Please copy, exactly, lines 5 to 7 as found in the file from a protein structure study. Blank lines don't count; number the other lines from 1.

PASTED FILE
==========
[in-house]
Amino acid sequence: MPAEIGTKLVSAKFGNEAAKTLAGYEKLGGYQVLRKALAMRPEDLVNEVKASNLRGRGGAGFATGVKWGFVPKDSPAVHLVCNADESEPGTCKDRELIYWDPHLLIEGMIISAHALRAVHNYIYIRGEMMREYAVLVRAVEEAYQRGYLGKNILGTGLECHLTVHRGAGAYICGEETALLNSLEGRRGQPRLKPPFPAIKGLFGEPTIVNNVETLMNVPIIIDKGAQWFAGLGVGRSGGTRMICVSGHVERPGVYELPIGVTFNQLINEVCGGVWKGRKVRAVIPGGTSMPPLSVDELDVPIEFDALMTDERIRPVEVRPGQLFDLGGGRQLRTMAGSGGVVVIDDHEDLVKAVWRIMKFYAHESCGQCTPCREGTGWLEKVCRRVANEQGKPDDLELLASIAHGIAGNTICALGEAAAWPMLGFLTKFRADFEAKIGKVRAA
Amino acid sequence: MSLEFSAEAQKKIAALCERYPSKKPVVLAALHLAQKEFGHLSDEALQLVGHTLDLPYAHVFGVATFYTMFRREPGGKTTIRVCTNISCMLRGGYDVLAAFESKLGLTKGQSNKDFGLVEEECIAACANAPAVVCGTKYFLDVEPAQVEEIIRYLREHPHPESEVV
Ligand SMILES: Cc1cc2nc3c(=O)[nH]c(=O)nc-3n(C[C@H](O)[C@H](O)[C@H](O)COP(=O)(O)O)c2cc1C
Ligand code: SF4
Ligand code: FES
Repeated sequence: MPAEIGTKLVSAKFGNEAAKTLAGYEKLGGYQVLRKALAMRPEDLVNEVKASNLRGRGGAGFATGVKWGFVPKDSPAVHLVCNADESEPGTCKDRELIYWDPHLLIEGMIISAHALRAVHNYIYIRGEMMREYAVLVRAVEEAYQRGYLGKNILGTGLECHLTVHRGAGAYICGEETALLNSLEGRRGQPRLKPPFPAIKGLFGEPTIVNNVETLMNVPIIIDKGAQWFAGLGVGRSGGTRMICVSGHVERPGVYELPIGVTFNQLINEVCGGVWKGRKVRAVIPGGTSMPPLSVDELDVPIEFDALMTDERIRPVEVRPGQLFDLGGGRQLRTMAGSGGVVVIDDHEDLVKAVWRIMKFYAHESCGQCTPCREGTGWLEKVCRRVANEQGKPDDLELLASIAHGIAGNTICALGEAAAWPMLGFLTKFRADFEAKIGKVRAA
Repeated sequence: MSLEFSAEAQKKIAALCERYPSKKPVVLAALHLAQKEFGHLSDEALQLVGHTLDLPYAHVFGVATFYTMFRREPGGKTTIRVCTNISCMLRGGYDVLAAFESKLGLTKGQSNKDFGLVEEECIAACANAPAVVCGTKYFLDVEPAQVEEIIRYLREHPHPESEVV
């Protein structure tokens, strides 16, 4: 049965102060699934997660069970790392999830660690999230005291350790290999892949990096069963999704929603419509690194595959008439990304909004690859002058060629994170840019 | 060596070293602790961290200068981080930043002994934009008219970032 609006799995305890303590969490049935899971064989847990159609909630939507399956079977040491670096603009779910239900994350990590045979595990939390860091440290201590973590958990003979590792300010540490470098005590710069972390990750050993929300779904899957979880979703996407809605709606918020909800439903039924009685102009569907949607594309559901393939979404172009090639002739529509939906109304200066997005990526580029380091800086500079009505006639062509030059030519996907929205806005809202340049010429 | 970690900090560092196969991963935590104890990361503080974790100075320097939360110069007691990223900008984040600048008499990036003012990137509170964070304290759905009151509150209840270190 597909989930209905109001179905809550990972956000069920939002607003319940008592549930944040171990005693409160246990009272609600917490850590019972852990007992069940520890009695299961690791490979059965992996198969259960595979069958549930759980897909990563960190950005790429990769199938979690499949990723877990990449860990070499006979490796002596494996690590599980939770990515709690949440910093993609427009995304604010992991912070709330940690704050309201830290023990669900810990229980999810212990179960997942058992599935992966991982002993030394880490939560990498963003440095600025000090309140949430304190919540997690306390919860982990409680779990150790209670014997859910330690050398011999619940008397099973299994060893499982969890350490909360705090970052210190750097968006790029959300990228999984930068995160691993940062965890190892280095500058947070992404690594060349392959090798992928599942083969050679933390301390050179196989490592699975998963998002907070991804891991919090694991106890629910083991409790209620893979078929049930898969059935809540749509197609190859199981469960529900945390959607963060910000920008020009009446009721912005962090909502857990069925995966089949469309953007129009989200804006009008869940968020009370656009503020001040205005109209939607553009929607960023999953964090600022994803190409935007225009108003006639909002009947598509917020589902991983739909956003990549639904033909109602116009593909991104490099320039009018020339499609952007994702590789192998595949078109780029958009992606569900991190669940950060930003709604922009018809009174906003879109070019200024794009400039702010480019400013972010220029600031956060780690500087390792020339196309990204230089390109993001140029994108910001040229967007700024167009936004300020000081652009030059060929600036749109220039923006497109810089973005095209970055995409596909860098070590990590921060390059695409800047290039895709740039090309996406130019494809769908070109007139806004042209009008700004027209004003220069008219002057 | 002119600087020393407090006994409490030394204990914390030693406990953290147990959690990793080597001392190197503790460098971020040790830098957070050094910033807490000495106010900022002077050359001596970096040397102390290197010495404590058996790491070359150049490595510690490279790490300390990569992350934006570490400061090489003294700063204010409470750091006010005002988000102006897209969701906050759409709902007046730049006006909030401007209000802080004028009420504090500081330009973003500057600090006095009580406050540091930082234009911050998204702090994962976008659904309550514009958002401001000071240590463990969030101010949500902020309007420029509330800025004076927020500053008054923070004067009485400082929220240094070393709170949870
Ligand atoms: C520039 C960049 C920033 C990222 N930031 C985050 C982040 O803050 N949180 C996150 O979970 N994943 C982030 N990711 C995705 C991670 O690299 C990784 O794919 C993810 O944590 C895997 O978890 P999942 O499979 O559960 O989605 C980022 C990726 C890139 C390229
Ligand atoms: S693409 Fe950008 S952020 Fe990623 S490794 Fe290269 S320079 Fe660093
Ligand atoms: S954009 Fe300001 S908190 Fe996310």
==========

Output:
Ligand code: SF4
Ligand code: FES
Repeated sequence: MPAEIGTKLVSAKFGNEAAKTLAGYEKLGGYQVLRKALAMRPEDLVNEVKASNLRGRGGAGFATGVKWGFVPKDSPAVHLVCNADESEPGTCKDRELIYWDPHLLIEGMIISAHALRAVHNYIYIRGEMMREYAVLVRAVEEAYQRGYLGKNILGTGLECHLTVHRGAGAYICGEETALLNSLEGRRGQPRLKPPFPAIKGLFGEPTIVNNVETLMNVPIIIDKGAQWFAGLGVGRSGGTRMICVSGHVERPGVYELPIGVTFNQLINEVCGGVWKGRKVRAVIPGGTSMPPLSVDELDVPIEFDALMTDERIRPVEVRPGQLFDLGGGRQLRTMAGSGGVVVIDDHEDLVKAVWRIMKFYAHESCGQCTPCREGTGWLEKVCRRVANEQGKPDDLELLASIAHGIAGNTICALGEAAAWPMLGFLTKFRADFEAKIGKVRAA